Aston Martin DB11: A Grande Complication
by Martin Green
There is something magical about a V12 engine: its distinct sound and the knowledge that there is a mythical beast under the hood, the stuff of automotive legends, ready to propel you effortlessly across interstates, autobahn, or autostrada.
V12s don’t possess the highest number of cylinders – the Bugatti Veyron’s W16 actually takes that honor – and V12s are often outperformed by V8s. In fact, Mercedes offers the best example of this with its two different AMG versions of the S coupe: the S63 AMG is fitted with a V8 that blasts you from 0-60 in 3.8 seconds for $164,750, while the V12 of the S65 priced at $236,250 takes 4.0 seconds to reach that same speed.
The point I’m trying to make is that V12s have their own realm, and are loved by people who want an exquisite piece of machinery that goes beyond typical logic.
They are for sure getting that with the new Aston Martin DB11 – with a little bit of help from Mercedes. That help is only obvious in some of the buttons and switches inside the DB11, but the German company does have a five percent stake in Aston Martin and will be providing the V8 to power the new Vantage due next year.
Under the hood of the DB11 is a magical V12. The old saying that there is no replacement for displacement has been abandoned by most car manufacturers due to more strict emission regulations and more efficient and no-lag turbo technology. Aston Martin’s new V12 in the DB11 is down from 5.9 liters to 5.2 and fitted with two turbos. The result is a very healthy 600 HP, 516 feet of torque at only 1.500 rpm and 0-60 in 3.9 seconds.
Impressive numbers: the DB11 is a GT from before the time when these two letters were abused by nearly all the car manufacturers to sell pretty much anything with two doors. The DB11 is a true old-school Gran Turismo, a car to travel with from London or Paris to the Cote d’Azur in comfort, luxury, and most certainly style.
It is quite interesting to see Aston Martin develop in terms of design. The DB11 is unmistakably an Aston Martin, but its lines have a dash more “Jetsons” than the DB9 before it.
What about the DB10? That one − and, yes, there was only one − was strangely only made to feature in the James Bond movie Spectre and then it was discontinued.
Aston Martin developed the DB11 to be a pure GT and nothing else.
The new aluminum platform is attached using rivets and adhesive bonding, creating more space in the cabin. You can change the setting of the suspension independently of the gearbox, so you can tighten the springs without automatically also getting into a more aggressive gear mode.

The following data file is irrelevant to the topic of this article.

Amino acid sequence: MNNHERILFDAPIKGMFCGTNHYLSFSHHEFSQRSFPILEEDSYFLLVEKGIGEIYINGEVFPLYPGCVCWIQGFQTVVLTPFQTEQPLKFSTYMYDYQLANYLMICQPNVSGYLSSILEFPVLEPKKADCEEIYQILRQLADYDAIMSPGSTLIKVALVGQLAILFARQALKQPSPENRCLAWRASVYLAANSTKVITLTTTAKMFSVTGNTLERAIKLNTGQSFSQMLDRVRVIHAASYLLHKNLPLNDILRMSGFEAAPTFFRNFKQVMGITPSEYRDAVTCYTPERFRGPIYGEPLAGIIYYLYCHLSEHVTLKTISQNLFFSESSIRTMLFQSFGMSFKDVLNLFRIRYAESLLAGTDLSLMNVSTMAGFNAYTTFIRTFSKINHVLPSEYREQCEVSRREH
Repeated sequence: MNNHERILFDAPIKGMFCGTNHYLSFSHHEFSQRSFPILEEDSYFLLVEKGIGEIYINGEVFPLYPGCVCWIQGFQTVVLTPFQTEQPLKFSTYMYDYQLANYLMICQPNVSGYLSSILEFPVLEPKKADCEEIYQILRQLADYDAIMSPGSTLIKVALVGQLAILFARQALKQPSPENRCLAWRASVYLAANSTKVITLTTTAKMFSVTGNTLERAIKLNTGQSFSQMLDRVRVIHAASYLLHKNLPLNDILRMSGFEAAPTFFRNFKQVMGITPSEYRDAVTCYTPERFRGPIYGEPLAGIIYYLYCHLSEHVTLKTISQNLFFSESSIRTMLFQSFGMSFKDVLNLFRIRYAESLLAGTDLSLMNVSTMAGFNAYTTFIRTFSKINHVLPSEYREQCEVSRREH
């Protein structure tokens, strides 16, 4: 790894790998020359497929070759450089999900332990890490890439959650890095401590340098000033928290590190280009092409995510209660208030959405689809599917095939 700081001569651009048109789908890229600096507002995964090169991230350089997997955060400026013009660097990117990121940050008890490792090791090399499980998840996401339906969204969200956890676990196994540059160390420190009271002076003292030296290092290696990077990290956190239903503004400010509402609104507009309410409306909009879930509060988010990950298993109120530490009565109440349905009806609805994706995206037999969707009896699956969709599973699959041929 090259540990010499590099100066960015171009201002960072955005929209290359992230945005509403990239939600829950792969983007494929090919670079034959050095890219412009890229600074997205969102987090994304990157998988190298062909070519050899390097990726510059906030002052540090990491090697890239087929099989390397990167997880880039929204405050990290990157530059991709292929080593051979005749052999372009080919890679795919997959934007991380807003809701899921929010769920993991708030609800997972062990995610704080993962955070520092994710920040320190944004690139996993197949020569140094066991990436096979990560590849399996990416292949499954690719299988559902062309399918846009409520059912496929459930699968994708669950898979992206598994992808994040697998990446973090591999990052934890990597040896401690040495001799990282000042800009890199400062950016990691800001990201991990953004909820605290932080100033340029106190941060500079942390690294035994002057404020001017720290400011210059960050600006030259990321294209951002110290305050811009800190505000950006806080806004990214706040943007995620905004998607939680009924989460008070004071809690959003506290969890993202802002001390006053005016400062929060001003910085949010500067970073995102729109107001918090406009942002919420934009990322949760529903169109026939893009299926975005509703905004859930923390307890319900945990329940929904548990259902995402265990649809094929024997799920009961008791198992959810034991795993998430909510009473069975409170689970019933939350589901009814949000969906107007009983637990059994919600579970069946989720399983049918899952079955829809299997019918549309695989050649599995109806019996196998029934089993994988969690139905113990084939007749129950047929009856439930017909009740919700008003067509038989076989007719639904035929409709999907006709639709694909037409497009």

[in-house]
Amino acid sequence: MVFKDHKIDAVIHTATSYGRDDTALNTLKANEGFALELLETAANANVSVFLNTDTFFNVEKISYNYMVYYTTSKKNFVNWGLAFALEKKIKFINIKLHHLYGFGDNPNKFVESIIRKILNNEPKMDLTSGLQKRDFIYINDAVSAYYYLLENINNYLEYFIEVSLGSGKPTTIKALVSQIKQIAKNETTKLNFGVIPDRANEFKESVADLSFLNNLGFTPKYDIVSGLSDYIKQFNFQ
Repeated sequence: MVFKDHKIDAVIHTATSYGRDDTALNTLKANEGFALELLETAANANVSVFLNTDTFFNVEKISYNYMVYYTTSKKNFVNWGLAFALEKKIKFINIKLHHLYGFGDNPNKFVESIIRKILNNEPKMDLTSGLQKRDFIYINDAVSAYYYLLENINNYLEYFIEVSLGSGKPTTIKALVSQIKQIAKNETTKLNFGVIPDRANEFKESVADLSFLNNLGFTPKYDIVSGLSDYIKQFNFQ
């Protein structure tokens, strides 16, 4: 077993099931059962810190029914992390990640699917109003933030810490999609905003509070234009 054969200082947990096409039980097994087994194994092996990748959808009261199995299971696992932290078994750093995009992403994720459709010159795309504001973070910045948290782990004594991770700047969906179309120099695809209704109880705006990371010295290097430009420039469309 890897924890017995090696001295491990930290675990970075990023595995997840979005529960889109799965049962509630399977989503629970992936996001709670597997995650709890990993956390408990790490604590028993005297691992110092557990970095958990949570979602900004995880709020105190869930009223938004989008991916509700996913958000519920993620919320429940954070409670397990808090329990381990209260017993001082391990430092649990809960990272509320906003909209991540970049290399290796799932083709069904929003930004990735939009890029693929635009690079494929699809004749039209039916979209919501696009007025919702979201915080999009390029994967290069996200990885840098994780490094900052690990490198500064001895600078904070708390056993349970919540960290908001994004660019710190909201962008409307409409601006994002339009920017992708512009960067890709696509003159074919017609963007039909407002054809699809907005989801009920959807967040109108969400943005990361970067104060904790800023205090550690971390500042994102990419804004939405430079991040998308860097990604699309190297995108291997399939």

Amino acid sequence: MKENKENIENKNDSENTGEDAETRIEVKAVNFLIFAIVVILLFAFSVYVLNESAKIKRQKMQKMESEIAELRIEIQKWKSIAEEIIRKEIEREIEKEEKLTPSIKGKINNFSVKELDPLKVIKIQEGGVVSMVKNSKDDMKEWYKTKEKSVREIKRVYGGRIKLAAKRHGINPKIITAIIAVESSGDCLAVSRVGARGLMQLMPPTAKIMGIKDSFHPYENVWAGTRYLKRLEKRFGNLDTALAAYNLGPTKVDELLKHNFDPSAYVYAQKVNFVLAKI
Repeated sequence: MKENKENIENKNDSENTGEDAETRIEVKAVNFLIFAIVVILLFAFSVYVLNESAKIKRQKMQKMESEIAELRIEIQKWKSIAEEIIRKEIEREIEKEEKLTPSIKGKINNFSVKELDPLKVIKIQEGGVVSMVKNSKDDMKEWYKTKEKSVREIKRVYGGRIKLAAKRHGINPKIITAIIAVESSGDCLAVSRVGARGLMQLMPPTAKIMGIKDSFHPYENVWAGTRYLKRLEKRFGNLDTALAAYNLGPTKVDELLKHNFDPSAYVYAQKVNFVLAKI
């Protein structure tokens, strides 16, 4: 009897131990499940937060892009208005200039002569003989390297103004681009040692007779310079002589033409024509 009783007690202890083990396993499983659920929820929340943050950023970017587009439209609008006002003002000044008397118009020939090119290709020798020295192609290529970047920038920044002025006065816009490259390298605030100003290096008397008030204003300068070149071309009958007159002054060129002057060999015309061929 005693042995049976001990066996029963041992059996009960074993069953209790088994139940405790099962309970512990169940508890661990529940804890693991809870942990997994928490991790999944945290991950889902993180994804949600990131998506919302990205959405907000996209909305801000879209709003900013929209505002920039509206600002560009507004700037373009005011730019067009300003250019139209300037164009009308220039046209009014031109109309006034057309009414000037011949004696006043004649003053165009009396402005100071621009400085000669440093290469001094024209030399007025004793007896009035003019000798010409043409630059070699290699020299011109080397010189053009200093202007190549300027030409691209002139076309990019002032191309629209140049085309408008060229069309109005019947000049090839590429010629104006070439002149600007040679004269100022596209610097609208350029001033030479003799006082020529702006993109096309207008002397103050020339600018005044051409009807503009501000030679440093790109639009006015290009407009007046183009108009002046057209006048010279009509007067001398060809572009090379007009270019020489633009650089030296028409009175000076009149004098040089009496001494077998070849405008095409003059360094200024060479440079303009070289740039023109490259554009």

And the DB11 has another trick up its sleeve, an air blade. Nearly all high-performance cars now use not only some sort of rear wing or spoiler to increase downforce, but also both passive and active aerodynamic features to improve airflow around the car.
The new DB11 also has this, but it’s virtual rather than physical. In fact it is made of air. Air scoops near the rear windows channel it underneath the trunk lid and direct it to the back, where it flies up in a “virtual spoiler.”
Aggressive, by the way, is something the new DB11 never really becomes in terms of a hard-core sports car. When challenged, it holds its ground, but otherwise it prefers roaming wine country rather than trying to set a new record on the Nürburgring.
Aston Martin not only has a partnership with Mercedes but also with watchmaker Richard Mille following more than a decade with Jaeger-LeCoultre.
The successful relationship with the Le Sentier-based watch brand really took off with Amvox 2, an amazing watch that was able to unlock the doors of the Aston Martin DBS, Rapide, and DB9 models using an invention called the trigger chronograph (see Aston Martins, Transponders, a Hidden Safe and a Butler: In London like James Bond).
It remains to be seen what the two companies will come up with in terms of a partnership product this time.
The DB11 is equipped with a James Bond-like automated trunk pull-down and center armrest. But perhaps the coolest gadget in the car is the one that comes to the fore when you show off that magnificent V12 to admirers. When you drop the hood, it automatically and gently pulls itself shut and locks.
That is in many ways as unnecessary as that V12, but as I said before, the Aston Martin DB11 is a car that defies common logic.
For more information, please visit www.db11.astonmartin.com.
Engine: 5,204 cc twin-turbo V12
Power: 600 Hp @ 6,500 rpm
Torque: 516 lb-ft @ 1,500 rpm
Transmission: 8-speed automatic with manual mode
0-60 mp/h: 3.9 seconds
Top speed: 200 mp/h
Also published on Medium.